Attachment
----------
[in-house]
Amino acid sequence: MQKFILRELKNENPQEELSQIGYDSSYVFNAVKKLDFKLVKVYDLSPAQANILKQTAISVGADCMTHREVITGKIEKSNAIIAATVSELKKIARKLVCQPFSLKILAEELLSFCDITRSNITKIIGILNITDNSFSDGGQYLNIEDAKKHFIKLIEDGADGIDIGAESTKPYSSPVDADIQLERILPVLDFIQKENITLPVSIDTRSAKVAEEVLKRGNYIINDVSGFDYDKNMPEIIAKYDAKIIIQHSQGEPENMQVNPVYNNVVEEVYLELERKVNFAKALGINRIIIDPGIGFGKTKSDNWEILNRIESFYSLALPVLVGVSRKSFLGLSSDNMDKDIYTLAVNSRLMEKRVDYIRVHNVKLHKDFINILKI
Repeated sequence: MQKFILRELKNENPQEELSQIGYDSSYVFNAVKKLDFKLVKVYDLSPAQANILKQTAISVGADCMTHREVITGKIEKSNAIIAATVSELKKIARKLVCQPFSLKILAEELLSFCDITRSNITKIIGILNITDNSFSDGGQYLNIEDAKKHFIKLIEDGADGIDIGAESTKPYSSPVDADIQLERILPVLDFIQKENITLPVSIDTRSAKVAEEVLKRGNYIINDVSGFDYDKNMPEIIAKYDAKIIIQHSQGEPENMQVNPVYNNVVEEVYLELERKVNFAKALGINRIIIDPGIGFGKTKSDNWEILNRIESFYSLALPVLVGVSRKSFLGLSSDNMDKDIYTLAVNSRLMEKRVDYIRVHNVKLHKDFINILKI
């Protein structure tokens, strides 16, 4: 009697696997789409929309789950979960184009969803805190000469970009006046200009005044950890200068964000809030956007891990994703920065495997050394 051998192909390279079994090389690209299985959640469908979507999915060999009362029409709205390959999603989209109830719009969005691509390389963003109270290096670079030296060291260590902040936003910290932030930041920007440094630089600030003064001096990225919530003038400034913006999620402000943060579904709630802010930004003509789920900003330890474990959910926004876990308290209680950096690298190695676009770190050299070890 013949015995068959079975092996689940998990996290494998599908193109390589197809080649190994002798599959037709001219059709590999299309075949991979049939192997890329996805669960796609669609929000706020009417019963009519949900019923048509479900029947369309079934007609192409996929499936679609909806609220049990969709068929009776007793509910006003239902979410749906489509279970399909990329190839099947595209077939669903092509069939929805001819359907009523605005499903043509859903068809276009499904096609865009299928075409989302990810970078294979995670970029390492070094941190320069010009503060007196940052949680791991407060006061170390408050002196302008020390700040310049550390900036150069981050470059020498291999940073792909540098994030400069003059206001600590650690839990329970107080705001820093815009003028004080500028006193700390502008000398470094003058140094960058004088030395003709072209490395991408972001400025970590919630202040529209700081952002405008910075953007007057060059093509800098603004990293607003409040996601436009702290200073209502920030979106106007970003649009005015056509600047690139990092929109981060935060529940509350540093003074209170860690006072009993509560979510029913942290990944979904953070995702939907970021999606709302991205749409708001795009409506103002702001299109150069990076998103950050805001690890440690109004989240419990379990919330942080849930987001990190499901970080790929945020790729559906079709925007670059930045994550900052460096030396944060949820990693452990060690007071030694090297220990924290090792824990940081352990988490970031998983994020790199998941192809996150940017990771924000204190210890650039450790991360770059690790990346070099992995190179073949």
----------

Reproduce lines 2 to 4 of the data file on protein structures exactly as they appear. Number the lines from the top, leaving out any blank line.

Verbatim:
Amino acid sequence: MQKFILRELKNENPQEELSQIGYDSSYVFNAVKKLDFKLVKVYDLSPAQANILKQTAISVGADCMTHREVITGKIEKSNAIIAATVSELKKIARKLVCQPFSLKILAEELLSFCDITRSNITKIIGILNITDNSFSDGGQYLNIEDAKKHFIKLIEDGADGIDIGAESTKPYSSPVDADIQLERILPVLDFIQKENITLPVSIDTRSAKVAEEVLKRGNYIINDVSGFDYDKNMPEIIAKYDAKIIIQHSQGEPENMQVNPVYNNVVEEVYLELERKVNFAKALGINRIIIDPGIGFGKTKSDNWEILNRIESFYSLALPVLVGVSRKSFLGLSSDNMDKDIYTLAVNSRLMEKRVDYIRVHNVKLHKDFINILKI
Repeated sequence: MQKFILRELKNENPQEELSQIGYDSSYVFNAVKKLDFKLVKVYDLSPAQANILKQTAISVGADCMTHREVITGKIEKSNAIIAATVSELKKIARKLVCQPFSLKILAEELLSFCDITRSNITKIIGILNITDNSFSDGGQYLNIEDAKKHFIKLIEDGADGIDIGAESTKPYSSPVDADIQLERILPVLDFIQKENITLPVSIDTRSAKVAEEVLKRGNYIINDVSGFDYDKNMPEIIAKYDAKIIIQHSQGEPENMQVNPVYNNVVEEVYLELERKVNFAKALGINRIIIDPGIGFGKTKSDNWEILNRIESFYSLALPVLVGVSRKSFLGLSSDNMDKDIYTLAVNSRLMEKRVDYIRVHNVKLHKDFINILKI
């Protein structure tokens, strides 16, 4: 009697696997789409929309789950979960184009969803805190000469970009006046200009005044950890200068964000809030956007891990994703920065495997050394 051998192909390279079994090389690209299985959640469908979507999915060999009362029409709205390959999603989209109830719009969005691509390389963003109270290096670079030296060291260590902040936003910290932030930041920007440094630089600030003064001096990225919530003038400034913006999620402000943060579904709630802010930004003509789920900003330890474990959910926004876990308290209680950096690298190695676009770190050299070890 013949015995068959079975092996689940998990996290494998599908193109390589197809080649190994002798599959037709001219059709590999299309075949991979049939192997890329996805669960796609669609929000706020009417019963009519949900019923048509479900029947369309079934007609192409996929499936679609909806609220049990969709068929009776007793509910006003239902979410749906489509279970399909990329190839099947595209077939669903092509069939929805001819359907009523605005499903043509859903068809276009499904096609865009299928075409989302990810970078294979995670970029390492070094941190320069010009503060007196940052949680791991407060006061170390408050002196302008020390700040310049550390900036150069981050470059020498291999940073792909540098994030400069003059206001600590650690839990329970107080705001820093815009003028004080500028006193700390502008000398470094003058140094960058004088030395003709072209490395991408972001400025970590919630202040529209700081952002405008910075953007007057060059093509800098603004990293607003409040996601436009702290200073209502920030979106106007970003649009005015056509600047690139990092929109981060935060529940509350540093003074209170860690006072009993509560979510029913942290990944979904953070995702939907970021999606709302991205749409708001795009409506103002702001299109150069990076998103950050805001690890440690109004989240419990379990919330942080849930987001990190499901970080790929945020790729559906079709925007670059930045994550900052460096030396944060949820990693452990060690007071030694090297220990924290090792824990940081352990988490970031998983994020790199998941192809996150940017990771924000204190210890650039450790991360770059690790990346070099992995190179073949």